Central blockade of TLR4 improves cardiac function and attenuates myocardial inflammation in angiotensin II-induced hypertension

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AIMS: Understanding the novel signalling pathways involved in the pathogenesis of hypertension is vital for the development of effective therapeutic strategies. Recent evidence suggests a role for Toll-like receptor (TLR) 4 in the development of cardiovascular diseases. Although brain has been implicated in the pathogenesis of hypertension, the role of brain TLR4 in hypertension is largely unexplored. Therefore, we investigated the role of brain TLR4 in angiotensin (Ang) II-induced hypertension and whether central TLR4 blockade has cardioprotective effects in hypertension. METHODS AND RESULTS: Hypertension was induced in male Sprague-Dawley rats by delivering AngII for 14 days. The rats were administered either specific TLR4 blocker, viral inhibitory peptide (VIPER), or control peptide, intracerebroventricularly. Blood pressure, and cardiac hypertrophy and function, was evaluated by radiotelemetry and echocardiography, respectively. Blood and paraventricular nucleus were collected for measurement of plasma norepinephrine (NE), tumour necrosis factor-alpha (TNF-α), interleukin (IL)-1β, and TLR4 expression, respectively. Heart was analysed for TNF-α, IL-1β, inducible nitric oxide synthase (iNOS), nuclear factor-kappa B (NFκB), and renin-angiotensin system (RAS) components. Hypertensive rats had dramatically increased TLR4 expression compared with normotensive rats. Central blockade of TLR4 delayed progression of hypertension and improved cardiac hypertrophy and function in hypertensive rats. TLR4 blockade significantly reduced myocardial TNF-α, IL-1β, iNOS levels, NFκB activity, and altered RAS components in hypertensive rats. These results were associated with reduced circulating NE levels in VIPER-treated hypertensive rats. CONCLUSION: These results provide mechanistic evidence that AngII-induced hypertensive effects are mediated, at least in part, by brain TLR4, and that brain TLR4 blockade attenuates AngII-induced hypertensive response, possibly via down-regulation of myocardial inflammatory molecules and sympathetic activity.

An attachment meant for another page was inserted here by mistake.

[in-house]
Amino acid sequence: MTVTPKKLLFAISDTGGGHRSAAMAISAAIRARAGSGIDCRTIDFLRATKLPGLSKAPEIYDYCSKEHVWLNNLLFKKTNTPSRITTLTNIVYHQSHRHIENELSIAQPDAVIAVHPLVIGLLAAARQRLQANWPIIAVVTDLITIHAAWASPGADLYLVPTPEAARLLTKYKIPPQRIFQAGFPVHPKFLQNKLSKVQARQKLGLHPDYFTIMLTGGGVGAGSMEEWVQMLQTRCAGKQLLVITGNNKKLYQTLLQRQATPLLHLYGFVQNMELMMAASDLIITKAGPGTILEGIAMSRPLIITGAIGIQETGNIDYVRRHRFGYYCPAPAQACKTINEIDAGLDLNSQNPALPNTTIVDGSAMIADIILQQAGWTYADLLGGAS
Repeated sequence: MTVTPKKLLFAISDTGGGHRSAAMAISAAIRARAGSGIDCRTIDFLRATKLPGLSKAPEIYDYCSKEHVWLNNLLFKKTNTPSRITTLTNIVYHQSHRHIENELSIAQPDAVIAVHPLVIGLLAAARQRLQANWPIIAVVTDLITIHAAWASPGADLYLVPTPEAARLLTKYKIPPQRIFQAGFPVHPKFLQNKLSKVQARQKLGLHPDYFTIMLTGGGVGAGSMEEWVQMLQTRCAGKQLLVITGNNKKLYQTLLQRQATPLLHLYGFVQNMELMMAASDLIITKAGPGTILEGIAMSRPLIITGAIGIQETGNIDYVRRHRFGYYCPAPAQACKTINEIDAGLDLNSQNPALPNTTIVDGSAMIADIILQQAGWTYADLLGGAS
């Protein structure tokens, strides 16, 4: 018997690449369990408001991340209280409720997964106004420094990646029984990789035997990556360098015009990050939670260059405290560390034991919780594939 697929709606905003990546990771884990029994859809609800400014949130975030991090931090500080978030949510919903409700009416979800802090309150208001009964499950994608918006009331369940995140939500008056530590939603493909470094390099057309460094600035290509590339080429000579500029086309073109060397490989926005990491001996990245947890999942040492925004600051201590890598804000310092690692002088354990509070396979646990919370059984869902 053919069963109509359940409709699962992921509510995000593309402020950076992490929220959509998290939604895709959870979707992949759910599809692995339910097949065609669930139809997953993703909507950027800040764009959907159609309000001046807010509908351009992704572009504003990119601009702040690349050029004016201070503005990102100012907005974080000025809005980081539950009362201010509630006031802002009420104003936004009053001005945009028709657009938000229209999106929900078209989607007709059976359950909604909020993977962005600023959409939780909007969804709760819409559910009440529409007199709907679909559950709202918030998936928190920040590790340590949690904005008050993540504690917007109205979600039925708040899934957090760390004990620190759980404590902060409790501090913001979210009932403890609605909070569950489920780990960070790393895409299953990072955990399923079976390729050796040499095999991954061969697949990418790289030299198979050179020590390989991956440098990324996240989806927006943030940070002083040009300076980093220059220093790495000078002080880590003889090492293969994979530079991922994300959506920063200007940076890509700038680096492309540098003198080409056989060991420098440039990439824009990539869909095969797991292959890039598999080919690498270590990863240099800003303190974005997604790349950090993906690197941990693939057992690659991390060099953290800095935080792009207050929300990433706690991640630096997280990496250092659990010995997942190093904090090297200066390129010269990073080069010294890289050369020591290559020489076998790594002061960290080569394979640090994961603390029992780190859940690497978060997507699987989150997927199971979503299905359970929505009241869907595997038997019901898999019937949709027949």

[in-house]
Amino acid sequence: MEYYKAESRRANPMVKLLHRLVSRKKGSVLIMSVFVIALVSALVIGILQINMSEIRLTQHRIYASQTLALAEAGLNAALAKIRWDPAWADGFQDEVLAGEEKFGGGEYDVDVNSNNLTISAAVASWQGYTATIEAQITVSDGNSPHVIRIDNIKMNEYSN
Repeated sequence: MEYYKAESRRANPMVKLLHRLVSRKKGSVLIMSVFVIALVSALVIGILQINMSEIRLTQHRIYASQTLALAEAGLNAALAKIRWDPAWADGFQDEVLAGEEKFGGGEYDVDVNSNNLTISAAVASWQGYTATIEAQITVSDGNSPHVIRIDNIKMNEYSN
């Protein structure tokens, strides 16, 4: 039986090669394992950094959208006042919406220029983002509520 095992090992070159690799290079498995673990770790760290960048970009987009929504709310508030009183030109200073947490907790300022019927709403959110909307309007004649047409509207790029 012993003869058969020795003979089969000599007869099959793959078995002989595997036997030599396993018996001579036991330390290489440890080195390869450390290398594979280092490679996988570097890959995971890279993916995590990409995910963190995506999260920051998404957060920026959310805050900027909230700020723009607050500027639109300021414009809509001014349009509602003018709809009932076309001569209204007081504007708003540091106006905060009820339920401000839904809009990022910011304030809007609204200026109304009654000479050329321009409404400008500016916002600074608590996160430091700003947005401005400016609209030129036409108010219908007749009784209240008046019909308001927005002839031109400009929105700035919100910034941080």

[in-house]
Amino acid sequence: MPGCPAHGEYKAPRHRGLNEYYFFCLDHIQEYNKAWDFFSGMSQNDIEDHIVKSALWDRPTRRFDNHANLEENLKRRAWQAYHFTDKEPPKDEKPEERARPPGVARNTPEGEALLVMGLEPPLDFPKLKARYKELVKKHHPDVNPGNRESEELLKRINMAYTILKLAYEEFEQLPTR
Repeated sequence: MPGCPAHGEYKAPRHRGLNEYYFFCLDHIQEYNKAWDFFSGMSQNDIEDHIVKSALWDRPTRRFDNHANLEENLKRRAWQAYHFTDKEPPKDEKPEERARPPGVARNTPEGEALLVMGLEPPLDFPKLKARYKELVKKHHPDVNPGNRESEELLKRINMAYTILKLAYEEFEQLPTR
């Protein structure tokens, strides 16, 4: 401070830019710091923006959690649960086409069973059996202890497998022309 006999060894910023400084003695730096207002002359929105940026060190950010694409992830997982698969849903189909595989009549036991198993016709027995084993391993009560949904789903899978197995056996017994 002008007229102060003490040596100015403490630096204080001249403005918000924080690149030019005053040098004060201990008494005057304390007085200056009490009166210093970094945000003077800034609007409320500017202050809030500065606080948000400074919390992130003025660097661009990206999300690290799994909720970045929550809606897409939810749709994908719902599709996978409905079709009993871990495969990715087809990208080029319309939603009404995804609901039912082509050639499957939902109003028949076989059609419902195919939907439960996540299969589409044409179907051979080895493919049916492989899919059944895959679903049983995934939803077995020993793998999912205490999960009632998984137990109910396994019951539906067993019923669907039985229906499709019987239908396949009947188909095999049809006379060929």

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Cardiovascular research

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